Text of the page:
Peer-led recovery groups for people with psychosis in South Africa (PRIZE): protocol for a randomised controlled feasibility trial

Laura Asher*, Bongwekazi Rapiya, Julie Repper, Tarylee Reddy, Bronwyn Myers, Charlotte Hanlon, Inge Petersen, Carrie Brooke-Sumner

*Corresponding author for this work

Research output: Contribution to journalArticlepeer-review


Background: The available care for people with psychosis in South Africa is inadequate to support personal recovery. Group peer support interventions are a promising approach to foster recovery, but little is known about the preferences of service users, or the practical application of this care model, in low- and middle-income countries (LMIC). This study aims to assess the acceptability and feasibility of integrating peer-led recovery groups for people with psychosis and their caregivers in South Africa into existing systems of care, and to determine key parameters in preparation for a definitive trial. Methods: The study is set in Nelson Mandela Bay Metropolitan district of the Eastern Cape Province, South Africa. The design is an individually randomised parallel group feasibility trial comparing recovery groups in addition to treatment as usual (TAU) with TAU alone in a 1:1 allocation ratio. We aim to recruit 100 isiXhosa-speaking people with psychosis and 100 linked caregivers. TAU comprises anti-psychotic medication-focused outpatient care. The intervention arm will comprise seven recovery groups, including service users and caregiver participants. Recovery groups will be delivered in two phases: a 2-month phase facilitated by an auxiliary social worker, then a 3-month peer-led phase. We will use mixed methods to evaluate the process and outcomes of the study. Intervention acceptability and feasibility (primary outcomes) will be assessed at 5 months post-intervention start using qualitative data collected from service users, caregivers, and auxiliary social workers, along with quantitative process indicators. Facilitator competence will be assessed with the GroupACT observational rating tool. Trial procedures will be assessed, including recruitment and retention rates, contamination, and validity of quantitative outcome measures. To explore potential effectiveness, quantitative outcome data (functioning, unmet needs, personal recovery, internalised stigma, health service use, medication adherence, and caregiver burden) will be collected at baseline, 2 months, and 5 months post-intervention start. Discussion: This study will contribute to the sparse evidence on the acceptability and feasibility of peer-led and recovery-oriented interventions for people with psychosis in LMIC when integrated into existing care systems. Results from this feasibility trial will inform preparations for a definitive trial and subsequent larger-scale implementation. Trial registration: Pan-African Clinical Trials Register PACTR202202482587686. Registered on 28 February 2022.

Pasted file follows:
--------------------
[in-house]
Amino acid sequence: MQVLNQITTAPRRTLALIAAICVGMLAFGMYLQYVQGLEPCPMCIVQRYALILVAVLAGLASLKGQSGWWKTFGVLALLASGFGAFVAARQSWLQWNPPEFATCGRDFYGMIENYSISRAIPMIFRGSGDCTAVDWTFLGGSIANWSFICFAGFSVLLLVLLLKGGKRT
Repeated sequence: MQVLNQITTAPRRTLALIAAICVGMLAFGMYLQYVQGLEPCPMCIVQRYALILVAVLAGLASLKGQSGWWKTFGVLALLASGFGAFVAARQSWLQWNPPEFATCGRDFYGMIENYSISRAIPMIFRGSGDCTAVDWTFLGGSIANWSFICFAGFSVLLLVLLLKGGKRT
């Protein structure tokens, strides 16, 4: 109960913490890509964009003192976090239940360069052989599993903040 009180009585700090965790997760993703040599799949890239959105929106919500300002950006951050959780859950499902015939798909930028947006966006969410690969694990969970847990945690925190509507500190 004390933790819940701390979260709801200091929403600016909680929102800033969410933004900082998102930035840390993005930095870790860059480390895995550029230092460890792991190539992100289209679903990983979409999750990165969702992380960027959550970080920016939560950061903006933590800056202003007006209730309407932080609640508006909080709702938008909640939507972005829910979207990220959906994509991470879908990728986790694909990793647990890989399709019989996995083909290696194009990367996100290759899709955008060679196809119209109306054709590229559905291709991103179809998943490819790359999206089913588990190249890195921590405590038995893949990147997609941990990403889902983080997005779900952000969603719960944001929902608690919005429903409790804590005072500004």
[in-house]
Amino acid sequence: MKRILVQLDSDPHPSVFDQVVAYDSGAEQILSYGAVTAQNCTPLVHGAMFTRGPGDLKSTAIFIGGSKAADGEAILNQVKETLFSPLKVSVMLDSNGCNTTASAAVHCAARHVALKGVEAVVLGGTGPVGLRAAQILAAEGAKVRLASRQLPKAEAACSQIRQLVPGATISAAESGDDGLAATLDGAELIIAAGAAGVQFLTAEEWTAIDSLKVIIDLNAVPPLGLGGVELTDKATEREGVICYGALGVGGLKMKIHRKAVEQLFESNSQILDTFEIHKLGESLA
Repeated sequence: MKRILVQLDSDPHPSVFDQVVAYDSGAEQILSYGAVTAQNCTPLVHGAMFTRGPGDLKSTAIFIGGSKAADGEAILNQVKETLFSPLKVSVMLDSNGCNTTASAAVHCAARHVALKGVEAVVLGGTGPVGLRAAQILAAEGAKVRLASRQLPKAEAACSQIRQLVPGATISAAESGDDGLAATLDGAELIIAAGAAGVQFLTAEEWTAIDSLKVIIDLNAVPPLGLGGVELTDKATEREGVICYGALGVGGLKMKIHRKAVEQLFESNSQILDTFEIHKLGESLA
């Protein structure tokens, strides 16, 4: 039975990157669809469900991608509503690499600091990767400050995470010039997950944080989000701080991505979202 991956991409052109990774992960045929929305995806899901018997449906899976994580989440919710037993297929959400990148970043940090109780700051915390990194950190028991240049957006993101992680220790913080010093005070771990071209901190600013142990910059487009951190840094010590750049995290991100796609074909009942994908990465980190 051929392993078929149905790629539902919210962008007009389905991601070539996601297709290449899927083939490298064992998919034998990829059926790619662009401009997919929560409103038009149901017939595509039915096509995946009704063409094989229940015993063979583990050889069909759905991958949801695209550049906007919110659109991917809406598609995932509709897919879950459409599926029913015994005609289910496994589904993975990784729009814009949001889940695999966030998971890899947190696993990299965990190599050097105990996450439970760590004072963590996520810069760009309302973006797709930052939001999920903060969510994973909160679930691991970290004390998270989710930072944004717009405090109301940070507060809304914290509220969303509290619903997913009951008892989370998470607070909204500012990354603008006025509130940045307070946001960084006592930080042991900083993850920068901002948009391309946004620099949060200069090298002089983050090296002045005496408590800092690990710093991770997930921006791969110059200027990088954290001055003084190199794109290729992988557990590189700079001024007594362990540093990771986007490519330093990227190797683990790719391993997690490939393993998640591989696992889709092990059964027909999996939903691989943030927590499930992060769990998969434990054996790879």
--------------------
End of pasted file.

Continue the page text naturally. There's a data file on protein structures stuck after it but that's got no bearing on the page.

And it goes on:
Original languageEnglish
Article number19
JournalPilot and Feasibility Studies
Issue number1
Publication statusPublished - Dec 2023


  • Community mental health services
  • Developing countries
  • Peer-led
  • Psychiatric rehabilitation
  • Psychosocial intervention
  • Psychotic disorders
  • Recovery
  • Schizophrenia
  • Self-help groups
  • Sub-Saharan Africa


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